Optimizing Horizontal Completion Techniques in the Barnett Shale Using Microseismic Fracture Mapping
- M.K. Fisher (Pinnacle Technologies) | J.R. Heinze (Devon Energy Corporation) | C.D. Harris (Devon Energy Corporation) | B.M. Davidson (Pinnacle Technologies) | C.A. Wright (Pinnacle Technologies) | K.P. Dunn (Pinnacle Technologies)
- Document ID
- Society of Petroleum Engineers
- SPE Annual Technical Conference and Exhibition, 26-29 September, Houston, Texas
- Publication Date
- Document Type
- Conference Paper
- 2004. Society of Petroleum Engineers
- 2 Well completion, 4.1.2 Separation and Treating, 2.5.2 Fracturing Materials (Fluids, Proppant), 1.6 Drilling Operations, 5.6.4 Drillstem/Well Testing, 1.2.3 Rock properties, 1.6.9 Coring, Fishing, 1.14 Casing and Cementing, 2.4.3 Sand/Solids Control, 5.1.1 Exploration, Development, Structural Geology, 3 Production and Well Operations, 5.6.5 Tracers, 5.8.2 Shale Gas, 3.3.1 Production Logging, 3.2.3 Hydraulic Fracturing Design, Implementation and Optimisation, 1.6.6 Directional Drilling, 4.1.5 Processing Equipment, 2.2.2 Perforating
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The Barnett Shale of North Texas is an ultra low permeability reservoir that must be effectively fracture stimulated in order to obtain commercial production. As a result, techniques to optimize hydraulic fracturing effectiveness have evolved over the past decade. The first Barnett Shale "discovery" well, the C.W. Slay #1, was drilled in 1981 and it was almost 17 years before any significant commercial success was found in the Barnett, so the Barnett is a relatively new play. In fact, 75% of the producing wells in the Barnett have been drilled since 2000. In 1995, when the USGS was performing a gas in place assessment of the significant gas fields in the United States, the Barnett was not even evaluated. In 2002, according to the Energy Information Administration, the Newark East Field produced 202 Bcf, more than any other field in Texas, and was the 7th largest gas producer in the United States!
In some areas of the Barnett, horizontal drilling has recently been applied in an attempt to optimize gas production. Issues such as nearby water bearing intervals, inadequate surface locations, improved gas production rates and cost per scf can, in some cases, be addressed by the use of horizontal wellbores. The goal is to maximize fracture network surface area in the targeted pay intervals, and in some areas, reduce the probability of excessive fracture height growth.
Several horizontal completion techniques have recently been utilized, including single and multiple stage treatments with multiple perforation clusters in uncemented casing and multiple stage treatments performed in cemented perforated casing. In order to understand created fracture geometry for various completion designs, fracture treatments are often mapped with microseismic and tilt sensors.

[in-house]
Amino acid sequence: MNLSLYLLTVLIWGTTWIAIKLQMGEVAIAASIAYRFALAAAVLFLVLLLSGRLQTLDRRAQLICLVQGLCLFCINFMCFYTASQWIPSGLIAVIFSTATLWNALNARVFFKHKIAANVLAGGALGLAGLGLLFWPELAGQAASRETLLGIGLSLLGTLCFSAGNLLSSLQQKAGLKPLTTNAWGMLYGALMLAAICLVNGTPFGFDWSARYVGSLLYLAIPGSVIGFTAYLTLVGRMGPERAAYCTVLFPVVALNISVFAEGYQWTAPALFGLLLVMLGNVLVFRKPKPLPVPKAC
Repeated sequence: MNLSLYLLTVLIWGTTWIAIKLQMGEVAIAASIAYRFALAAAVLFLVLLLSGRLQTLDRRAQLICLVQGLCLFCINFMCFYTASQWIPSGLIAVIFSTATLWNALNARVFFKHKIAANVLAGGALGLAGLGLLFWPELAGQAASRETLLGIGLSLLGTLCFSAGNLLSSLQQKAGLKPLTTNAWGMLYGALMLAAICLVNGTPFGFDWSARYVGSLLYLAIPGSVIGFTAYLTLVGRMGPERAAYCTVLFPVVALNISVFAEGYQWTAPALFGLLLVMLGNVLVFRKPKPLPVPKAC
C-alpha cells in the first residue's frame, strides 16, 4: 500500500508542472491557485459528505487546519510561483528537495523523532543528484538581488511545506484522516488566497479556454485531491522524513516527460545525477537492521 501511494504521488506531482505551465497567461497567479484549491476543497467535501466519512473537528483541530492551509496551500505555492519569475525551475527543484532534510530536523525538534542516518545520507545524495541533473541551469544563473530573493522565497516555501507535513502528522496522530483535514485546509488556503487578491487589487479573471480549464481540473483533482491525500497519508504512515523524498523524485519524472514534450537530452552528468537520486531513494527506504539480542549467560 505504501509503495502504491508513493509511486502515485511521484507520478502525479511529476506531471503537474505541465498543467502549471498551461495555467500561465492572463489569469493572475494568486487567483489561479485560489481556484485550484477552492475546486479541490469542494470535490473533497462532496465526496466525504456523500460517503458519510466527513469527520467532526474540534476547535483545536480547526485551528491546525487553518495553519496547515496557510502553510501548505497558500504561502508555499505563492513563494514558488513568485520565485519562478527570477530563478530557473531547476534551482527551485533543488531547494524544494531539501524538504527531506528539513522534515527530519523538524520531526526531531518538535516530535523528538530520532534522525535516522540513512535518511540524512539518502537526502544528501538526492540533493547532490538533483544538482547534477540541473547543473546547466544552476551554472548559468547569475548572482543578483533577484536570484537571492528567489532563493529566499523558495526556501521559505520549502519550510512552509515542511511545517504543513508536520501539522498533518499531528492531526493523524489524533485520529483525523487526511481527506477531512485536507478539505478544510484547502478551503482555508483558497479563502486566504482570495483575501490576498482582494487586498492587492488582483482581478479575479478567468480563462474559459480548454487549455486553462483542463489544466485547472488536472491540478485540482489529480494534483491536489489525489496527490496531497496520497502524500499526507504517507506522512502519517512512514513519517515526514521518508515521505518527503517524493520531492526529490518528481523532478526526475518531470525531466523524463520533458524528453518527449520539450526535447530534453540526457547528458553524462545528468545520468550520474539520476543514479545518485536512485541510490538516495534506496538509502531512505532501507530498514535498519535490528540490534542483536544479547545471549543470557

Production results from this pilot study of the first twenty-three horizontal wells in the same general "Core" area of the Fort Worth Basin are compared in addition to mapped fracture geometry from eleven of these with vertical wellbores. This paper will discuss drilling and completion strategies, look at fracture network areas obtained from each, and then compare and contrast the fracture effectiveness with the standard procedures used in vertical Barnett wells.
The current commercial success of Barnett Shale development programs actually has its roots in the 1998 paradigm shift in stimulation techniques. Prior to that time, most Barnett Shale wells were completed with massive hydraulic fracture treatments using crosslinked gelled fluids carrying a few hundred thousand pounds to more than one million pounds of proppant. Because of the extremely low permeability of the Barnett, its inability to efficiently clean up fracture damage from gels, and the high cost of massive hydraulic stimulations, most Barnett treatments did not provide an adequate investment return. In 1998, Devon Energy experimented with an old fracturing technique that was gaining new acceptance at the time in East Texas. The technique was light sand fracturing or "water fracs"1. In many reservoirs, such as the East Texas Cotton Valley Sand, light sand fracturing is used to reduce stimulation costs without decreasing production. In the Barnett Shale, this technique has been successful and is now widely used for a different reason: it provides a much larger surface area of contact with the reservoir and minimizes fracture face damage resulting in improved productivity. Today, nearly every Barnett treatment is performed using light sand fracturing or some permutation of this technique and it has proven to be the most important advancement in the resurgence of Barnett Shale development programs for operators in this basin.
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